A few weeks ago marked the 70th anniversary of the Second World War. On August 31, 1939 the Germans invaded Poland, and two days later France and Britain declared war on Germany. Just a week or so earlier had come the infamous Molotov-Ribbentrop pact by which Stalin's Russia, betraying everything that communism was supposed to stand for, signed a non-aggression pact with Hitler and agreed to divide up Poland and the Baltic region between them. Dark days, indeed, and a period in history that more and more of us today seem on the verge of forgetting, and using as a cheap and irresponsible insult to hurl at our political enemies. In an age where American political commentators seriously compare Barack Obama to Hitler, where the government of Iran cheerfully denies the Holocaust, and where Pat Buchanan thinks it was a mistake to fight the Second World War, we appear to have learned nothing from that horrible era of history, which makes it more likely those horrors will return.
These events marked the beginning of a six-year global conflict that would drag in more and more countries, and be fought from the jungles of the Philippines to the frozen seas of Murmansk, and from the deserts of Egypt to the mountains of Norway. It would be fought with unimaginable savagery, against some of the most quintessentially evil forces that human history has ever seen, and the traditional restraints of war would go by the wayside. It would see Hitler's regime in Germany gradually show more and more of its true colors: a demonic state that made brutality, domination, torture and murder its primary values, and that replaced love and mercy with hatred and sadism. It would eventually draw together a bizarre alliance, including men as different as Marshal Tito, President Roosevelt, Charles de Gaulle, Marshal Zhukov, Kimon Georgiev, Chiang Kai-Shek, Mahatma Gandhi, George Grivas, Menachem Begin....men who believed in very different things, had nothing in common, would happily have slit each other's throats, but were united by just one thing, that they realized that Nazi Germany and Imperial Japan were mortal threats to them. The war would see the majority of Europe's Jewish population murdered in the largest act of cold-blooded genocide in human history. It would see over 50 million people killed, half of them in the Soviet Union alone, and so many atrocities and horrors that we became used to hearing about them and no longer shocked. It would end with dropping of nuclear bombs on two Japanese cities, resulting in the horrible deaths of over 200,000 people (mostly civilians, and it's a testament to how bloody World War II was that that seems like just a minor footnote), and with the emergence of a world dominated by the rivalry between two powers that hated and feared each other, Moscow and Washington, and that fought a four-decade Cold War in which they both tried to export their ideology across the world by any means necessary. It was, all in all, one of the darkest chapters in the history of man's inhumanity to man. But inasmuch as good consists largely in the resistance and struggle against evil, it was also a time of a great deal of heroism and sacrifice, and a world in which people gave their lives to try to destroy one of the greatest evils the world had ever seen.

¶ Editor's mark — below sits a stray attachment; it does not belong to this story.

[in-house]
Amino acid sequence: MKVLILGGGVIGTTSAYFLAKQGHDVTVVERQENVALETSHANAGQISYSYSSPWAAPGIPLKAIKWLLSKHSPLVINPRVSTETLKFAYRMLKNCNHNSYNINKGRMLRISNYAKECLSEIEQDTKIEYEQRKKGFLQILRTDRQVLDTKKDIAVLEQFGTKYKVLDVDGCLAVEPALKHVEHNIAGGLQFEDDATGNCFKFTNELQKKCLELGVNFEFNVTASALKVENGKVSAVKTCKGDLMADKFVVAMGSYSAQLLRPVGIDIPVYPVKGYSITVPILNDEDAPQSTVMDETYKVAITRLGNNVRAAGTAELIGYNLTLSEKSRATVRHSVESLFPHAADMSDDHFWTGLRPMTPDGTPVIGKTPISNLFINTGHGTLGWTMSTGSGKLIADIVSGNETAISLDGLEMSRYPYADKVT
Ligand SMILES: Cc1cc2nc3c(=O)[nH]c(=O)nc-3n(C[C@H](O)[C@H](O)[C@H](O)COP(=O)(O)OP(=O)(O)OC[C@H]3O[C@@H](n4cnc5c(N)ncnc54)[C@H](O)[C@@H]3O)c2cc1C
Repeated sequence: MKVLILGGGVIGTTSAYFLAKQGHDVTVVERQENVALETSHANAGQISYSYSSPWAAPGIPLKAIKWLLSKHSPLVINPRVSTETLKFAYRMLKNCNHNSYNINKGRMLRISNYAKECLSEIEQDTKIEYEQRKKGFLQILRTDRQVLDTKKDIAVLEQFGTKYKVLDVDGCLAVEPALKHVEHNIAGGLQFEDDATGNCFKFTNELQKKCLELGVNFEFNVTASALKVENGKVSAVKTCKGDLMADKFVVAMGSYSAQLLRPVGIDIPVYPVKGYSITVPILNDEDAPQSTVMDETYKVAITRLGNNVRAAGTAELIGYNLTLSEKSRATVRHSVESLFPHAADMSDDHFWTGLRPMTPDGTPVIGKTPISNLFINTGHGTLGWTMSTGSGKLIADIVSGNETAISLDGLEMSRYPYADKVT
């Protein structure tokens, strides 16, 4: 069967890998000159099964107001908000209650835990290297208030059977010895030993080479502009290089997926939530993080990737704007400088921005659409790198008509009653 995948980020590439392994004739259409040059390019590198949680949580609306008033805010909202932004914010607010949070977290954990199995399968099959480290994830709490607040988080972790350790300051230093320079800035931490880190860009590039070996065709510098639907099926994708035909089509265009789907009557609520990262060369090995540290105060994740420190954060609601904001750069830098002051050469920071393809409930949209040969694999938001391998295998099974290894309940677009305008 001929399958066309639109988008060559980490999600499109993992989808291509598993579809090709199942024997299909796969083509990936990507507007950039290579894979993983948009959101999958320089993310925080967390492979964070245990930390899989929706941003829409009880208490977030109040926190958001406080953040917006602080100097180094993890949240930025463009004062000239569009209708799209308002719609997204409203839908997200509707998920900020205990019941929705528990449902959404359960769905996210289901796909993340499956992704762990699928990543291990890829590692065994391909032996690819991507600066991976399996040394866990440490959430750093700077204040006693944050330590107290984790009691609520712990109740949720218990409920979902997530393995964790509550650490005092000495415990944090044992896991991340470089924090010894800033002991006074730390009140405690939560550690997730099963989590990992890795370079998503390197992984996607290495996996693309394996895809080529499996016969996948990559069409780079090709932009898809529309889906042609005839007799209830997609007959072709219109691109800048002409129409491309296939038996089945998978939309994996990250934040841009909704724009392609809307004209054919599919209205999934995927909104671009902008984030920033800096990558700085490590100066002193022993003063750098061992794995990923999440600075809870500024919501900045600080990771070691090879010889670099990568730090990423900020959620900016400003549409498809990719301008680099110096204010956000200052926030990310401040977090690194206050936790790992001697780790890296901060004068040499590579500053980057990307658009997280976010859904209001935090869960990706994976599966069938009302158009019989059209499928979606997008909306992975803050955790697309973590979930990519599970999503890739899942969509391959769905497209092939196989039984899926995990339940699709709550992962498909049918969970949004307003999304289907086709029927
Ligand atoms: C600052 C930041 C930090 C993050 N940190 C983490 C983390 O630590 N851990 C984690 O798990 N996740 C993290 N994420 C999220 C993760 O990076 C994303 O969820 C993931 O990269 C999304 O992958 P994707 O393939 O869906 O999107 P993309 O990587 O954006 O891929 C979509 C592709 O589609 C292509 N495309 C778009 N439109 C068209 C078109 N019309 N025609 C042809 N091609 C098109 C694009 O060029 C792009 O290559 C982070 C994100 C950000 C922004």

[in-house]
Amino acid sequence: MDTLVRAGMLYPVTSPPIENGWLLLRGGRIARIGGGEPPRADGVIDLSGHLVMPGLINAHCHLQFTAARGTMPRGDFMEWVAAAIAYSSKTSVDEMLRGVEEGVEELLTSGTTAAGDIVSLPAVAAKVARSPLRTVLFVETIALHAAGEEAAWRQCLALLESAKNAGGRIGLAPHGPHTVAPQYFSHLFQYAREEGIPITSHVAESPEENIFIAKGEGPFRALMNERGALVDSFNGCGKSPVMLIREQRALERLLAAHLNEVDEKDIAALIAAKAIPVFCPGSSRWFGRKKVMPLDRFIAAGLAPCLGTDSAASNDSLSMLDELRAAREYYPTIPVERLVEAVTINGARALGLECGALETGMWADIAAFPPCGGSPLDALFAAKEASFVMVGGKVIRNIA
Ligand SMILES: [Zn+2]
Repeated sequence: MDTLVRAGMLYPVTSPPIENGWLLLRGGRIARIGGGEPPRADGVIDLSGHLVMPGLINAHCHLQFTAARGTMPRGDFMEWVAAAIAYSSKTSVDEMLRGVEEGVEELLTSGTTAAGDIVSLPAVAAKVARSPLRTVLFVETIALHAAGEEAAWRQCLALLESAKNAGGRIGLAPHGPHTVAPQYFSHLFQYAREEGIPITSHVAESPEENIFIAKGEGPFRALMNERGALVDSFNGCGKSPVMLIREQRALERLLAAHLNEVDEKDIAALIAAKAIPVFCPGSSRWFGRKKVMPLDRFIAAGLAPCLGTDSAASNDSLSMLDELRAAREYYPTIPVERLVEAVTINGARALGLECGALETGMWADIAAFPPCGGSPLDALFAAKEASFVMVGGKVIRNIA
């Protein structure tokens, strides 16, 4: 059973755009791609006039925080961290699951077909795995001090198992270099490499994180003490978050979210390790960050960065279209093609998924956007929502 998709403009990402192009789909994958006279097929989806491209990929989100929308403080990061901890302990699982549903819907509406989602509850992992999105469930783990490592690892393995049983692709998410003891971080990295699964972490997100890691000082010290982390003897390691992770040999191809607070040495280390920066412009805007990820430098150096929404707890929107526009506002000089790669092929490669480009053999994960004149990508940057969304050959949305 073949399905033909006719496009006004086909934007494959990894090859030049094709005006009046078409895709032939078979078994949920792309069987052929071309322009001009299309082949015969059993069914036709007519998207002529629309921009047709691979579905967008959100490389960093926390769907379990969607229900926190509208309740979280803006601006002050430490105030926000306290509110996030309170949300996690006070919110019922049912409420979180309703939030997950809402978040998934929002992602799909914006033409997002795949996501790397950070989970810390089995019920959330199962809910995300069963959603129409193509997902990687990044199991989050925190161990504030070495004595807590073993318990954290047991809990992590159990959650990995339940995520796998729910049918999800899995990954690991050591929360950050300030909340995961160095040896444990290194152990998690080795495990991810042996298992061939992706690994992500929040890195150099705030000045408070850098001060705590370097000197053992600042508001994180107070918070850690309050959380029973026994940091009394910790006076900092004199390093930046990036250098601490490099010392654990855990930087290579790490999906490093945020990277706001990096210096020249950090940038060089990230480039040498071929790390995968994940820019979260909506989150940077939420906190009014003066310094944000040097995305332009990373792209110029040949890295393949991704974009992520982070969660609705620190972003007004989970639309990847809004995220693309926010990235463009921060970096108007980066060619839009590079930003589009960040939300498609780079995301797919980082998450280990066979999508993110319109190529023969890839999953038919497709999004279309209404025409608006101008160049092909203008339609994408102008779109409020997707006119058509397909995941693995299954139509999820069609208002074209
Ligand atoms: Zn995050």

There has been a lot of ink spilled and words exchanged over the last 70 years trying to explain Hitler. The Communists accused him of being the logical outgrowth of capitalism and of its reduction of human beings to mere economic resources; conservative capitalists accused him of being the logical outgrowth of socialism and its impulse to centralization. Christians accused him of being the logical outcome of atheist antinomianism; atheists accused him of being the heir of Christian anti-Semitism. Catholics and Lutherans accused each other of being responsible for the German anti-semitism that Hitler inherited. Republicans accused him of inheriting the most brutal tendencies of the Second German Reich; monarchists accused him of being the logical outcome of the popular will untrammeled by tradition.In all of this urge to blame the Nazis on someone else, we too often forget that they were the incarnation of something deep within us, and deep within the world.
Perhaps the closest thing written in recent years about the truth of Nazism was Mr. Norman Mailer's book "The Castle in the Forest". Mailer believed, very strongly, in the reality of a personal, evil spiritual being only slightly less powerful than God. Call it the Devil if you like, though Mailer wasn't an orthodox Christian- or call that power Lucifer, Satan, Ahriman, Ptahil, or any of the numerous other names that various religions have given to the power of evil. Mailer's book imagined that Hitler's birth and life had been literally presided over by the devil, just as the lives of numerous prophets and saints had been presided over by God. And if you think about it, that's not such a bad way to think about a man whose life embodied hatred, cruelty, and domination to the extent of Hitler's.
What could inspire someone, after all, to cold-bloodedly decide to put to death twelve million people- men, women and children, young and old, mostly Jews but with many homosexuals, Gypsies, and political prisoners as well. What could inspire someone to eliminate an entire ethnic group from the face of the globe (and if he failed, it wasn't for lack of trying). Through the most cruel and barbaric means imaginable: through poison gas, through injections, through freezing, boiling alive, working to death, starvation, disease. What could make someone do that? It wasn't merely the desire for something easily understandable that he was pursuing at the expense of other people. We can, to some extent, understand people who do evil things in pursuit of food, sex, money, comfort, or even deeper motives like passion or revenge. But this went beyond that. The Nazis were, quintessentially, a movement that was built on celebrating evil for its own sake, on reversing all that is highest and best in human nature- love, mercy, justice- and turning us into cruel and bestial animals. They worshiped, and craved, power and cruelty for their own sakes.